This article was originally written for the YOMYOMF blog which was closed approximately two years ago and is being re-posted here for archival purposes.
“From my earliest memories, I understood that I was adopted; growing up in a predominantly white culture and environment my adoptee status was never a ‘non-issue’. During adolescence, the struggles I faced as a foreign adoptee were solely emotional. In spite of my acute awareness of my minority status I felt entirely American and believed I identified with my peers yet understood that I was perceived differently.
The practical challenges of my citizenship status began at age 15 when I intended to travel overseas on a youth mission trip. Unbeknownst to me, my mother had never filed post adoption Naturalization papers and instead of correcting it then, she simply prevented me from taking the mission trip. I recently discovered that she had contacted the adoption agency during that time, yet failed to take further action. She did let me know that I was not a naturalized citizen but explained that the only repercussion was the lack of a formal birth certificate. As a young adult, I grew accustomed to carrying around my adoption decree as a means for all necessary identification. This was particularly taxing because my name was changed during the adoption but not recorded properly. Instead of redrafting the documents, my adoptive father hand scribbled through the error on the final decree, forcing me to rely on the leniency of individuals who questioned its validity.”
It wasn’t until later in her twenties that she learned first-hand that she wasn’t a naturalized citizen.
“At age 25, married with two children, I applied for a U.S. passport to take a vacation to Mexico and was denied by the Texas U.S. Passport Bureau. I was shocked to discover my lack of citizenship; I thought any citizenship issues would have been resolved through my marital status. It was incredibly stressful and confusing, and I had very few resources at my disposal.
I immediately followed up with Immigration and Naturalization Services (INS) who confirmed my Legal Permanent Resident status (LPR) and requisitioned an updated Alien (Green) Card, which had not been done since my arrival into the U.S. at 7 months old. INS further directed me to the Korean Consulate for passport services. Navigating through the Korean passport application process was especially difficult given the forms then, and are still currently only available in Korean. The Consulate employees were not helpful and treated my inability to communicate in Korean as an egregious error. After employing a translator who sifted through my Korean documents, I was finally able to submit my application and received a ROK Passport. For subsequent Passport renewal, I was required to repeat this process every four years until two years ago, when the ROK changed the term to ten years. At present, I am considered a Korean Citizen living abroad with full ROK status.”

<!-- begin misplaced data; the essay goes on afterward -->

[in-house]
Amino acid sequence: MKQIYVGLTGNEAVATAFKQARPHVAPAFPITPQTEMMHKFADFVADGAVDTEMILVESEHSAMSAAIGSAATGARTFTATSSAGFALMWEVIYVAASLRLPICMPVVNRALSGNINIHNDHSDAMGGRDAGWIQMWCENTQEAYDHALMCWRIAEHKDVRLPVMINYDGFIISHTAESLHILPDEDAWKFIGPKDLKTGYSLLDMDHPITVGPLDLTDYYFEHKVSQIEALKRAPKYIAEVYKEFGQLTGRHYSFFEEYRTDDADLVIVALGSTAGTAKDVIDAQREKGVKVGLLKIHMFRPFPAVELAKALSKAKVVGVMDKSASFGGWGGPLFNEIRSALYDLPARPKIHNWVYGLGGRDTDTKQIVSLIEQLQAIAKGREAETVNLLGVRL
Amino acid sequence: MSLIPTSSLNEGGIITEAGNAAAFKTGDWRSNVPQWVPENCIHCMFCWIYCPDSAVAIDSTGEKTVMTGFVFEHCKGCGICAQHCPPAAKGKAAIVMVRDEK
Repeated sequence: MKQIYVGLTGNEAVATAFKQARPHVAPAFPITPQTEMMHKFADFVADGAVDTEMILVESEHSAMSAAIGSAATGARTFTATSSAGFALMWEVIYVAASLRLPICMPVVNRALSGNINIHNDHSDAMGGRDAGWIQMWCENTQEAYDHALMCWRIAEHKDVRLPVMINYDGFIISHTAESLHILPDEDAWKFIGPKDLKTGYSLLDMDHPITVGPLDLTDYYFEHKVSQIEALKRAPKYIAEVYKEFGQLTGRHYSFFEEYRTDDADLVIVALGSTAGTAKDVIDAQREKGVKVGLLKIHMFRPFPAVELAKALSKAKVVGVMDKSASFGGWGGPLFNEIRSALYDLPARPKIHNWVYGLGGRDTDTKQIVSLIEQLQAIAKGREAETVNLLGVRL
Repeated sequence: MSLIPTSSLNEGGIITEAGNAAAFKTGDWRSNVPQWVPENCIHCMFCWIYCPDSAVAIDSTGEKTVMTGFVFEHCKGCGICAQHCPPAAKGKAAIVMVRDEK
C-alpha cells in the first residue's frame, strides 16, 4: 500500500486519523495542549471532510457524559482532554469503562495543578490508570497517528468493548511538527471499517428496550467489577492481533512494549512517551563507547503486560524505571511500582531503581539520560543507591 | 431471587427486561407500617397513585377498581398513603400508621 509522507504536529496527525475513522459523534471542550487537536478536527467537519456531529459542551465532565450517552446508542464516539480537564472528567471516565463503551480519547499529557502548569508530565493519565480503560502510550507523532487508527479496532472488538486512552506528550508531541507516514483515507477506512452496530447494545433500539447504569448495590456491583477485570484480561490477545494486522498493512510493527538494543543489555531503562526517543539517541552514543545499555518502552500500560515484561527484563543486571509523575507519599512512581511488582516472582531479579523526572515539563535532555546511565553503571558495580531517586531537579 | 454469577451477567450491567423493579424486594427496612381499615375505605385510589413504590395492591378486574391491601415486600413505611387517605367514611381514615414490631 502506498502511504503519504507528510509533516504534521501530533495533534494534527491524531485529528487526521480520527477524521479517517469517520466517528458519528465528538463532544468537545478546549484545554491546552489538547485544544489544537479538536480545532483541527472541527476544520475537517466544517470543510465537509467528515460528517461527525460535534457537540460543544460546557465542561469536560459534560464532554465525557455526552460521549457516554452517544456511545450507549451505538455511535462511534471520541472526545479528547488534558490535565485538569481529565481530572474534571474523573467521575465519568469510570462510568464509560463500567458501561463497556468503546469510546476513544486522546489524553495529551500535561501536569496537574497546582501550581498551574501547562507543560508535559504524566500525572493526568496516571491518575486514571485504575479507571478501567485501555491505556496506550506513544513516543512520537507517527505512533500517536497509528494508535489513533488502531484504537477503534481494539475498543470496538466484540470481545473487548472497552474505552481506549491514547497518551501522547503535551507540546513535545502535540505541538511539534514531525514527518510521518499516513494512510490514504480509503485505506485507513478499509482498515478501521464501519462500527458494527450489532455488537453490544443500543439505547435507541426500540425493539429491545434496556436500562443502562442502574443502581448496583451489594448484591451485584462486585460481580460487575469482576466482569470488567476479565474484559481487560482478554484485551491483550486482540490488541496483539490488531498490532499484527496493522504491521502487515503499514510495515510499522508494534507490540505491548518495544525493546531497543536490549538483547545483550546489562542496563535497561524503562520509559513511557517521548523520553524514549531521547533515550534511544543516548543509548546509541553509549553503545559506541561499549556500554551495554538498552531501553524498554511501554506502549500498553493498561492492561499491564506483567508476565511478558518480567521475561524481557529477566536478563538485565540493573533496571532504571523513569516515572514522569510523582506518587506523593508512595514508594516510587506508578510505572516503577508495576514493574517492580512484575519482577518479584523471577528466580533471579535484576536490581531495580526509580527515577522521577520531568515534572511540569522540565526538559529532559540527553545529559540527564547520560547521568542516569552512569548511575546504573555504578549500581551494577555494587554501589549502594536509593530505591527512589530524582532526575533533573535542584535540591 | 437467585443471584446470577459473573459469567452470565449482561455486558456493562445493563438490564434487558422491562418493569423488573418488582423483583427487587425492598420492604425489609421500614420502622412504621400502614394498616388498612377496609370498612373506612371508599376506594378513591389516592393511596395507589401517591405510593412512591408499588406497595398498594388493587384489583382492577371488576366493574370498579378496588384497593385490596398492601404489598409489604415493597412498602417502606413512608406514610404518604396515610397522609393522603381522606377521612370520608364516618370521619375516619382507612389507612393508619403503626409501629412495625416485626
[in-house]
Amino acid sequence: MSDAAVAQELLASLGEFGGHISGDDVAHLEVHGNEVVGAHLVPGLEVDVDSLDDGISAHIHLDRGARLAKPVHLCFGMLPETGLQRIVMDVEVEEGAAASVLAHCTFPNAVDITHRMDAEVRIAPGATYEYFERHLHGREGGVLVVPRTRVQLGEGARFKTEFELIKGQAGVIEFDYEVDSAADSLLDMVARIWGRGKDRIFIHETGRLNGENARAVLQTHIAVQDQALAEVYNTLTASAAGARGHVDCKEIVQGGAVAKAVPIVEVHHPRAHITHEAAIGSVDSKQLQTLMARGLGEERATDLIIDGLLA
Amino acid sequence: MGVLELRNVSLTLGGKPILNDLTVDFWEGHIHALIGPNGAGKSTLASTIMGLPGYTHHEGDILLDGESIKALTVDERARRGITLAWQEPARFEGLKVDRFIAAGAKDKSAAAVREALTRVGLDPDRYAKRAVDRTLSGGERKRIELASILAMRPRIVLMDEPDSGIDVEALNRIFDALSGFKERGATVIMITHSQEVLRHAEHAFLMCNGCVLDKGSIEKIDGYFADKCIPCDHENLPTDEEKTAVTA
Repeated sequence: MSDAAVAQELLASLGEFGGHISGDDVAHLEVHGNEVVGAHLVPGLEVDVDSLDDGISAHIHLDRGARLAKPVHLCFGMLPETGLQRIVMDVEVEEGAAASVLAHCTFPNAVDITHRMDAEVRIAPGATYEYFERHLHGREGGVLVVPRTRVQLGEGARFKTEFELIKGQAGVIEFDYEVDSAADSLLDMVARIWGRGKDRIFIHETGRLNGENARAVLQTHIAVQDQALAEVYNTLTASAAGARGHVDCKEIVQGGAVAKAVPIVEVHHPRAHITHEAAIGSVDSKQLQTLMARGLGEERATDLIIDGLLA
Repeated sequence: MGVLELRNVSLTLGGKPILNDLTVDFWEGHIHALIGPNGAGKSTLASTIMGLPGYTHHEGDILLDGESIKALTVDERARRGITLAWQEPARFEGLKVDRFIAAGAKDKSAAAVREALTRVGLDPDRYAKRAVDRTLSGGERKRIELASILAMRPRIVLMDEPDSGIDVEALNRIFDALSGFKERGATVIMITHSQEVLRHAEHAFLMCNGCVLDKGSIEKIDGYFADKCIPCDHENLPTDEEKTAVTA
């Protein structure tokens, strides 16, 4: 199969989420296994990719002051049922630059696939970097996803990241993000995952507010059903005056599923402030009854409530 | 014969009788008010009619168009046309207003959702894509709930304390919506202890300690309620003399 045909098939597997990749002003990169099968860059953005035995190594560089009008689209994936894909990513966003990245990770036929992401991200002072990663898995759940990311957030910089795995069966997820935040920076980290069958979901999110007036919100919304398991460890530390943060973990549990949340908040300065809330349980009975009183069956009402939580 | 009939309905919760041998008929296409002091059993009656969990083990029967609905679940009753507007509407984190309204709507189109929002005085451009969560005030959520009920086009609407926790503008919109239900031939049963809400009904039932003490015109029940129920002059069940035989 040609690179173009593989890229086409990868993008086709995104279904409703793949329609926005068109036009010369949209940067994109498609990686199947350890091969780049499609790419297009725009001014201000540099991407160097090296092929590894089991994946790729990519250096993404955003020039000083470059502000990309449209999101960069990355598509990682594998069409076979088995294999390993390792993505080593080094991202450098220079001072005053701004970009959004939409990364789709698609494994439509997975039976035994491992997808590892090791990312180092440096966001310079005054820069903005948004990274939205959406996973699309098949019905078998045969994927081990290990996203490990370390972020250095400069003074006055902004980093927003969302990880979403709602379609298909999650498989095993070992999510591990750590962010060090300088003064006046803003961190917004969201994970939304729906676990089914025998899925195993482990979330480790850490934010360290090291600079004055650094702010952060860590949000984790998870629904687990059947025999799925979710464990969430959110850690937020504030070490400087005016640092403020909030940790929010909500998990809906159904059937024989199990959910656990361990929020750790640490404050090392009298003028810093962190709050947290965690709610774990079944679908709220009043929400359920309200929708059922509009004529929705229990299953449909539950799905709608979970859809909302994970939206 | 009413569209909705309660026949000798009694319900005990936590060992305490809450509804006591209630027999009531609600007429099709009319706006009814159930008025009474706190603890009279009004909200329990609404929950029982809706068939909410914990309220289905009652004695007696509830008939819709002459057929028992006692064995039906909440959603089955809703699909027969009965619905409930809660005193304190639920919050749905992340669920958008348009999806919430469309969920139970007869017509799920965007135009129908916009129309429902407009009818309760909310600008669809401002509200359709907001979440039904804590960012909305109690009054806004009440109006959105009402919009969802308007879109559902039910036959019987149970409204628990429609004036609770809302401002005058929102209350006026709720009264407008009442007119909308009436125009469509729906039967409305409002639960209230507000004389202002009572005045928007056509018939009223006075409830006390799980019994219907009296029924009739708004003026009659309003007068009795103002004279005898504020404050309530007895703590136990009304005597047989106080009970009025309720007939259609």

How has it affected her family and friends?
“The impact of my citizenship status is primarily absorbed by myself and my current spouse, which I find ironic since I obviously did not petition for, or broker my adoption. The problems, fees for applications, fees for services including legal advice, have fallen on me throughout. My adoptive parents have not contributed and remain reticent over their responsibility in this matter.”
What would citizenship mean to her?
“Acquiring citizenship would open the door to opportunities that have been excluded from me, although realistically, as the years have passed, my life course could not recover some benefits such as a long-term career pursuit through academic financial support. Nonetheless, equally significant benefits to me through U.S. citizenship are employment opportunities, tax benefits, current real estate incentives and future real estate/or survivor benefits, future social entitlements, civic rights, and retirement benefits to name a few. Additionally, acquiring U.S. Citizenship will provide peace of mind knowing I will never face separation from my adult son with special needs.”
What about citizenship for those that have arrest records (which has been a sticking point in getting laws passed including the Adoptee Citizenship Act which failed to be turned into law during the last legislative session)?
“When an adoptee’s citizenship is properly handled by the counties, agencies, and citizens who broker, arrange, and receive payment for, is the child then legally deportable for any reason (other than defection or treason)?”
For more information on what you can do to support all Asian American adoptees to have citizenship, visit http://adopteerightscampaign.org or their FB page here.